This, with a national speed limit of 70mph, beggars belief. The A9 was never designed to cope with performance of this nature. Indeed, the long sweeping bends commonly found on this road were a deliberate design feature intended as a traffic calming measure to slow vehicles and prevent snow build up in winter. I live close to a dual carriageway section of the A9 where speeders have been caught on a number of occasions travelling in excess of 120mph with one notable case of 135mph. This is at the junction where I have to join or cross the A9 from a minor access road.
I would support Rosemary Goring's appeal for more stringent penalties to be applied by the courts, especially where the speed alleged is in excess of 100mph. I believe the penalties available at present could be more stringently applied in the short-term with stiffer penalties being made available if found necessary. I would suggest there is little excuse for speeds in excess of 100mph. Such a speed should automatically be considered reckless driving.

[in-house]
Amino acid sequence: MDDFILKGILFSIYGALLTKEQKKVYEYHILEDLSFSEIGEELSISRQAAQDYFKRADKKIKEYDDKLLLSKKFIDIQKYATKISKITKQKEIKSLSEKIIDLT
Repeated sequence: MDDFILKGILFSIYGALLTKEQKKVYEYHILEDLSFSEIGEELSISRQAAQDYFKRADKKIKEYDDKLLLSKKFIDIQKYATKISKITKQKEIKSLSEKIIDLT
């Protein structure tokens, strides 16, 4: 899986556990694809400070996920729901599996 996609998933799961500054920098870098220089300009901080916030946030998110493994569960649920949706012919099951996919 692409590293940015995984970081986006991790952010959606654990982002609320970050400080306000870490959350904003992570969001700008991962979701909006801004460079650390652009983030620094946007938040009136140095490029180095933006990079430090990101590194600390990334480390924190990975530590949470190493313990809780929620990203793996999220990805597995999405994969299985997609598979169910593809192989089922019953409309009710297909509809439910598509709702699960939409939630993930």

A major benefit of these measures is that there would be no cost to the taxpayer and implementation could be immediate.
As a frequent user of the A9, driving my supermarket articulated lorry, I routinely witness all the antics Rosemary Goring so accurately describes.
Among my pet hates are the selfish drivers who seem incapable of completing a competent overtake despite clear vision and a vehicle whose performance would allow them to pass in the blink of an eye. Add to this their reluctance to leave a space between my vehicle and their own and they cause frustration by denying more competent drivers an opportunity to make safe progress.